Author(s): Alan W Watts
"Anyone whose life needs a course correction would be fortunate to be guided by "The Wisdom of Insecurity." My life still is, some thirty years later." --Deepak Chopra, from the Introduction
Alan W. Watts's "message for an age of anxiety" is as powerful today as it was when this modern classic was first published.
We spend too much time trying to anticipate and plan for the future; too much time lamenting the past. We often miss the pleasures of the moment in our anxious efforts to ensure the next moment is as enjoyable. Drawing from Eastern philosophy and religion, Watts argues that it is only by acknowledging what we do not and cannot know, that we can find something truly worth knowing. In order to lead a fulfilling life, one must embrace the present--live fully in the now.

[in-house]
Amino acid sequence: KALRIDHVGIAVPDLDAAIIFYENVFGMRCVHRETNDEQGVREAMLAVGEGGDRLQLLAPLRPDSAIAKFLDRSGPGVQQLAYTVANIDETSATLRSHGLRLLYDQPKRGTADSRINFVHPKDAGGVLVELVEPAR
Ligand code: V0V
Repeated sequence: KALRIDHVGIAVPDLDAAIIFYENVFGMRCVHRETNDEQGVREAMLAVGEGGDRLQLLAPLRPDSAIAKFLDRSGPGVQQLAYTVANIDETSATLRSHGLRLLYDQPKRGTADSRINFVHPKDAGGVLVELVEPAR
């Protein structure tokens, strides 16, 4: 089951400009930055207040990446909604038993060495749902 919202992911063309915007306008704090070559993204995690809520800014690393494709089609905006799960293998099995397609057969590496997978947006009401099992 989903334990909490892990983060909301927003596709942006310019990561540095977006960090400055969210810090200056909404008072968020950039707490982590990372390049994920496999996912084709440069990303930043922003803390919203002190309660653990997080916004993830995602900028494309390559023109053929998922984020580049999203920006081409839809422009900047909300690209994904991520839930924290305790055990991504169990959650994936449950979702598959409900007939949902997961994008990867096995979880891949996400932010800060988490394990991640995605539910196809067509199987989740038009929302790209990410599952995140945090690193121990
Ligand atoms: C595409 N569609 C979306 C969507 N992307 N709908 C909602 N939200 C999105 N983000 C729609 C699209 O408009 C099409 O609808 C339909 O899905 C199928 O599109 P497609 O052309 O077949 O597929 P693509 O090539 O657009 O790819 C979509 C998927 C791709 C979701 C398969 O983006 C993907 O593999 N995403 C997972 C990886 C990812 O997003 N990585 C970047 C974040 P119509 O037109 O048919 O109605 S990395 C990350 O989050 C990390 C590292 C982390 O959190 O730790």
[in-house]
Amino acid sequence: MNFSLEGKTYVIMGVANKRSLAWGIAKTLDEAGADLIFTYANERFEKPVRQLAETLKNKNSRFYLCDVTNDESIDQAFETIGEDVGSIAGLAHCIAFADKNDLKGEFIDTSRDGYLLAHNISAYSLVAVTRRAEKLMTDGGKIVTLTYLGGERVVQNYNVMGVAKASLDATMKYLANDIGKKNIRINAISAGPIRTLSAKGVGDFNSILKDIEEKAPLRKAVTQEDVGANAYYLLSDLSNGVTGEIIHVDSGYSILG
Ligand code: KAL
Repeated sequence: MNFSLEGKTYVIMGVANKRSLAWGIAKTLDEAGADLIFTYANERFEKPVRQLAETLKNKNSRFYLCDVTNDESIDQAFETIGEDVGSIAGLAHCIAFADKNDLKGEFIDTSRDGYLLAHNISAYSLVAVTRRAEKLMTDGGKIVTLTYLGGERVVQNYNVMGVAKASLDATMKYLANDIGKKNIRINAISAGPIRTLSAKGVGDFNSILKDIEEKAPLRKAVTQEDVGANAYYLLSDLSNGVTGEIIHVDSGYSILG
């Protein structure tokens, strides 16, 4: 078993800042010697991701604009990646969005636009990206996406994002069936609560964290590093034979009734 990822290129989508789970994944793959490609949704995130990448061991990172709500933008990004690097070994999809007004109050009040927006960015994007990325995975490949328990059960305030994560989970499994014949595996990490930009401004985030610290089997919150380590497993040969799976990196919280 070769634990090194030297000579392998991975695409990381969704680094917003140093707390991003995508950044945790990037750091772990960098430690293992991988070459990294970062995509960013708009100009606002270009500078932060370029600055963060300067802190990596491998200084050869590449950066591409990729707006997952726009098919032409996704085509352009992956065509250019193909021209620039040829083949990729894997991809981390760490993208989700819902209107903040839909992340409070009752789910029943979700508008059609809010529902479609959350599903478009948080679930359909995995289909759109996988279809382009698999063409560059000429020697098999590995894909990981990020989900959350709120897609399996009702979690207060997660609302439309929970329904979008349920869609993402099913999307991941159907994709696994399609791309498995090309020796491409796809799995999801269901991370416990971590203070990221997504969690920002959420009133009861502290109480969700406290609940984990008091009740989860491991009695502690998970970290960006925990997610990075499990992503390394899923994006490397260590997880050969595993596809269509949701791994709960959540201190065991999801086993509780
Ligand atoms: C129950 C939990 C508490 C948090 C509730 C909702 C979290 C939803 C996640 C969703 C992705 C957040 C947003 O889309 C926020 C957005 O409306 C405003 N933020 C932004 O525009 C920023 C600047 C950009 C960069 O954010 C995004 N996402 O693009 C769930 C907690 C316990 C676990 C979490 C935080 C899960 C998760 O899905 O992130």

Elegantly reasoned and lucidly written, this philosophical achievement contains all the wisdom and spirit that distinguished Watts's long career and resonates with us still.
Alan W. Watts, who held both a master's degree in theology and a doctorate of divinity, is best remembered as an interpreter of Zen Buddhism in particular, and of Indian and Chinese philosophy in general. Standing apart, however, from sectarian membership, he has earned the reputation of being one of the most original and "unrutted" philosophers of the twentieth century. Watts was the author of some twenty books on the philosophy and psychology of religion that have been published in many languages throughout the world, including the bestselling "The Way of Zen." An avid lecturer, Watts appeared regularly on the radio and hosted the popular television series, "Eastern Wisdom and Modern Life, " in the 1960s. He died in 1973.